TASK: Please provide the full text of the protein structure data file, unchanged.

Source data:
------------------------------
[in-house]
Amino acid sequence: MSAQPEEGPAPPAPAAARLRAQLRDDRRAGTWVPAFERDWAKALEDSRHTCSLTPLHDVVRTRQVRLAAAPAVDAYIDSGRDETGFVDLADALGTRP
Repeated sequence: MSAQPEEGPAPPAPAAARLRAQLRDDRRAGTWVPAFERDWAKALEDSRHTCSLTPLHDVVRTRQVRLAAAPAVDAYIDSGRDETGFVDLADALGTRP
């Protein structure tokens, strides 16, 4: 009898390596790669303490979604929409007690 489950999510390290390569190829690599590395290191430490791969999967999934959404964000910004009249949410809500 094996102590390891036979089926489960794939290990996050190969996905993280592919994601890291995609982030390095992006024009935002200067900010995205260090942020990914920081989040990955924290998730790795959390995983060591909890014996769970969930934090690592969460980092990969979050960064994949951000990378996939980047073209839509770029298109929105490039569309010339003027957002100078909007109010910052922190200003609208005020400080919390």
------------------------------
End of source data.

[in-house]
Amino acid sequence: MSAQPEEGPAPPAPAAARLRAQLRDDRRAGTWVPAFERDWAKALEDSRHTCSLTPLHDVVRTRQVRLAAAPAVDAYIDSGRDETGFVDLADALGTRP
Repeated sequence: MSAQPEEGPAPPAPAAARLRAQLRDDRRAGTWVPAFERDWAKALEDSRHTCSLTPLHDVVRTRQVRLAAAPAVDAYIDSGRDETGFVDLADALGTRP
């Protein structure tokens, strides 16, 4: 009898390596790669303490979604929409007690 489950999510390290390569190829690599590395290191430490791969999967999934959404964000910004009249949410809500 094996102590390891036979089926489960794939290990996050190969996905993280592919994601890291995609982030390095992006024009935002200067900010995205260090942020990914920081989040990955924290998730790795959390995983060591909890014996769970969930934090690592969460980092990969979050960064994949951000990378996939980047073209839509770029298109929105490039569309010339003027957002100078909007109010910052922190200003609208005020400080919390």